Enterprise Software & What It Means For SEO

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Jim Goetz—the notorious resident venture capitalist at Sequoia Capital—recently came out and asserted that enterprise software is potentially a $500 billion market. There has been a deluge of business software developments such as cloud infrastructure, CRM (customer relationship management), CMS (content management system), data crunching programs, etc., but these developments more often than not, at least for small to midsize business owners, simply stifle the widely embraced goal of commerce: profit.

While small to midsize business owners are reinvesting in their operations infrastructure with the cloud or trying to connect with consumers in a more streamlined manner via CRM, the most tried and tested method of organic business growth—search engine optimization—often gets left by the wayside in favor of relatively experimental methodologies

This is an odd situation for a number of reasons. One, it’s extremely difficult to track ROI on something as oblique as the cloud. With SEO and web marketing, on the other hand, ROI is fairly ostensible as inbound calls and revenue streams increase. Two, without data crunchers and graduate school statisticians on payroll, making sense of all the data from CRM, CMS, and the cloud is a relative impossibility.

As mentioned above, the results of excellent SEO will be obvious to small to midsize business owners within a month or two but at maximum within six months. If your SEO campaign isn’t resulting in increased consumer interest and subsequent increases in revenue then it’s imperative that you reconsider your SEO consultant.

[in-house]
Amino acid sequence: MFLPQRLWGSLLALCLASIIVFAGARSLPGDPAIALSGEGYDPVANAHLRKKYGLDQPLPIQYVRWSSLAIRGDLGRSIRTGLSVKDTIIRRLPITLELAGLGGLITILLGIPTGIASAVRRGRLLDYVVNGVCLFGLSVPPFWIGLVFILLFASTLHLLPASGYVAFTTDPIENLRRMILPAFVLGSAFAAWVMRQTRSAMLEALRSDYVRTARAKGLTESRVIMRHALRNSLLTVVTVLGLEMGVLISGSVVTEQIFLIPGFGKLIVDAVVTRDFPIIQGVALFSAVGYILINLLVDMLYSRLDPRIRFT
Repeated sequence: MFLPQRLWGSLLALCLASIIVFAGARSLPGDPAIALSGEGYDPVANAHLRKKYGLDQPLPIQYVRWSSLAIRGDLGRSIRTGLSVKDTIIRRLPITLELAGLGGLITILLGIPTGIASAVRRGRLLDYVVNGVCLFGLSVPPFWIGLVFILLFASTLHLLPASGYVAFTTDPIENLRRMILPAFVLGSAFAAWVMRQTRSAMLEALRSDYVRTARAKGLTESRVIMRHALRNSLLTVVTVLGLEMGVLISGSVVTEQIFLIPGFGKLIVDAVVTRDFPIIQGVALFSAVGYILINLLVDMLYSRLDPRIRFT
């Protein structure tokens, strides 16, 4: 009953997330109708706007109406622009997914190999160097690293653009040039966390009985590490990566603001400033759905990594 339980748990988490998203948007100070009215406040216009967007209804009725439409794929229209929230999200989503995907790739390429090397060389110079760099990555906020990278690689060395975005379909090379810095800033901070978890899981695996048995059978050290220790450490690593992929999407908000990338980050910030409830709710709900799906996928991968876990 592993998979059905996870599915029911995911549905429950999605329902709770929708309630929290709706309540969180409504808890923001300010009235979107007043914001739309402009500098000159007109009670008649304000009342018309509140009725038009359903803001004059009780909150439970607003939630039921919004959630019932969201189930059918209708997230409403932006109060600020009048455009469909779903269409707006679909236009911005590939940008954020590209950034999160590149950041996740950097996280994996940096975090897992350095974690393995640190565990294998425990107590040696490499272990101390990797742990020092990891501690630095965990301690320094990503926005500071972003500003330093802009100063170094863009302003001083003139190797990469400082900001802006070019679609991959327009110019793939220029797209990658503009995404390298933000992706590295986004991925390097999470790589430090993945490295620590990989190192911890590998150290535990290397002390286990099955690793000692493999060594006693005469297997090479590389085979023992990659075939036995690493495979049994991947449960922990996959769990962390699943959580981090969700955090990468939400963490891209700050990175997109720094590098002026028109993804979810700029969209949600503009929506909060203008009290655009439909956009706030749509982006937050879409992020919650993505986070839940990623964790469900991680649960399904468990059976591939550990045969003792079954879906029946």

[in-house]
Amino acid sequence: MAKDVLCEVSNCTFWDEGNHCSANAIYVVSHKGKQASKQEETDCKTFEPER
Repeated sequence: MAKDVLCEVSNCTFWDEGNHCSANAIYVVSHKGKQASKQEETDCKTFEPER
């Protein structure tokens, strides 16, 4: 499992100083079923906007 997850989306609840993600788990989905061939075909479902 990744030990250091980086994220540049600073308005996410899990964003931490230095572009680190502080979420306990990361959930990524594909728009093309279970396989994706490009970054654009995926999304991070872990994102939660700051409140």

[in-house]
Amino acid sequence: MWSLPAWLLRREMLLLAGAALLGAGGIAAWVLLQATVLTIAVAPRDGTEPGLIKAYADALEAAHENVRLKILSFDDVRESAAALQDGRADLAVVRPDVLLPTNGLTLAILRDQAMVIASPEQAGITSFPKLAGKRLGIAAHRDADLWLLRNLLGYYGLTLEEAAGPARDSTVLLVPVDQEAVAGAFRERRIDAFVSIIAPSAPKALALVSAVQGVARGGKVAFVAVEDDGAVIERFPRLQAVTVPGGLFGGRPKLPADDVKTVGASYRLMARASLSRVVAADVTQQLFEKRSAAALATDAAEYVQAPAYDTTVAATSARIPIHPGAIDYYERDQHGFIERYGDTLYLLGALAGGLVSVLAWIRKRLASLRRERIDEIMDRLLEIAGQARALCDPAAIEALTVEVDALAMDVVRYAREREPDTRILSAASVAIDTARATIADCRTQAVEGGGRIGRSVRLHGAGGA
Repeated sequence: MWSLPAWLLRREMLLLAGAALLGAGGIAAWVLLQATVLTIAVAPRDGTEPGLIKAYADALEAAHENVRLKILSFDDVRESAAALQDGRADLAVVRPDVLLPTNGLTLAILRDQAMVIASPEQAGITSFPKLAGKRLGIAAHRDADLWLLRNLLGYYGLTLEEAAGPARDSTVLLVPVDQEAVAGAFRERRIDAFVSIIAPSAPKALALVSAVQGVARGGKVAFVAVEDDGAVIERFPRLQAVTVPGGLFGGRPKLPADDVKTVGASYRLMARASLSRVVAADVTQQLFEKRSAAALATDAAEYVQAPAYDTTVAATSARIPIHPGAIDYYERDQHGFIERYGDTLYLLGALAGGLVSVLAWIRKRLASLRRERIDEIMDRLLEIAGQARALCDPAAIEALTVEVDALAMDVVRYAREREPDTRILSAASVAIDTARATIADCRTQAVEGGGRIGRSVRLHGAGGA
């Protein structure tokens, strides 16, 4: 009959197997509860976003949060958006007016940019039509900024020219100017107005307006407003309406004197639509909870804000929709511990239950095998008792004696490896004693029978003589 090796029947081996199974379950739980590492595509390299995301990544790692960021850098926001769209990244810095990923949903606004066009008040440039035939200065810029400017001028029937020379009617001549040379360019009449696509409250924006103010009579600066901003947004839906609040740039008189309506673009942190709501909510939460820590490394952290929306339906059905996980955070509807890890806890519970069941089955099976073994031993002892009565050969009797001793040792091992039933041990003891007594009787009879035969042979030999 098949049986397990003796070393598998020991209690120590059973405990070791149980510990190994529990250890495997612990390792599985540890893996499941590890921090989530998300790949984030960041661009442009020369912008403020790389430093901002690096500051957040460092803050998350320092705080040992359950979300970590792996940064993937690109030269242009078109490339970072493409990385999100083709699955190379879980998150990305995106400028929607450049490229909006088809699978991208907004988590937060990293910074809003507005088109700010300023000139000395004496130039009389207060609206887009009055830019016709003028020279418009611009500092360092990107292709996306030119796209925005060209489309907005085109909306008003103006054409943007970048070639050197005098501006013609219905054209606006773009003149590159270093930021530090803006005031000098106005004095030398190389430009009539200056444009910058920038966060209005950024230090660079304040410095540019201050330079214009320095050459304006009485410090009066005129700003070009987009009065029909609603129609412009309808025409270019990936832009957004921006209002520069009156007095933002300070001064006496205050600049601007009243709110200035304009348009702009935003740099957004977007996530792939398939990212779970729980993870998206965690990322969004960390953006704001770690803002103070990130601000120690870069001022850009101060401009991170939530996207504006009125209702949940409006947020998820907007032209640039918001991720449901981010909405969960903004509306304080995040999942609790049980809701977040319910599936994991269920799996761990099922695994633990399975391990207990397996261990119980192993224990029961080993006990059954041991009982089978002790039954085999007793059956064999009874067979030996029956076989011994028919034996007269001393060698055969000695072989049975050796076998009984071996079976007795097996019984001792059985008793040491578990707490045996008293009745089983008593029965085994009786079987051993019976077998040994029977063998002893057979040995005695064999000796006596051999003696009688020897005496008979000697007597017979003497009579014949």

The beauty of trying to organically grow your company with a SEO consultant, unlike CRM or CMS, is that from an ideological perspective most do not believe in long term contracts. The belief is simple: if SEO campaign managers, web designers, and copywriters are doing their jobs to the standard that’s expected of them, there is simply no reason for contracts that are longer than one month at a time.

Like most business decisions, choosing an SEO company to invest your time and money in has a number of game-changing ramifications. First, if you find your SEO consultant isn’t forthright or shady then it’s probably best that you part ways. Popular search engines like Google and Yahoo don’t take kindly to ‘black-hat’ SEO strategies and if they happen to spot such shady methods—even if you’re unaware of any SEO foul play—the likes of Google and Yahoo will punish your business’s website as opposed to the actual perpetrator. Though you’ve invested your valued money and time in a particular SEO company, cut loose and consider it a sunken cost because it’s certainly better than becoming a ghost on Google, Yahoo, and Bing.

The point is that it’s quite easy for good old reliable SEO to get lost in favor of more avant garde, still evolving business growth methods. Of course one shouldn’t be ignorant of the cloud or the importance of data analysis, but in this economy—with its stagnated and undeniably indecisive milieu—a strong and visible ROI is something that should be guaranteed.


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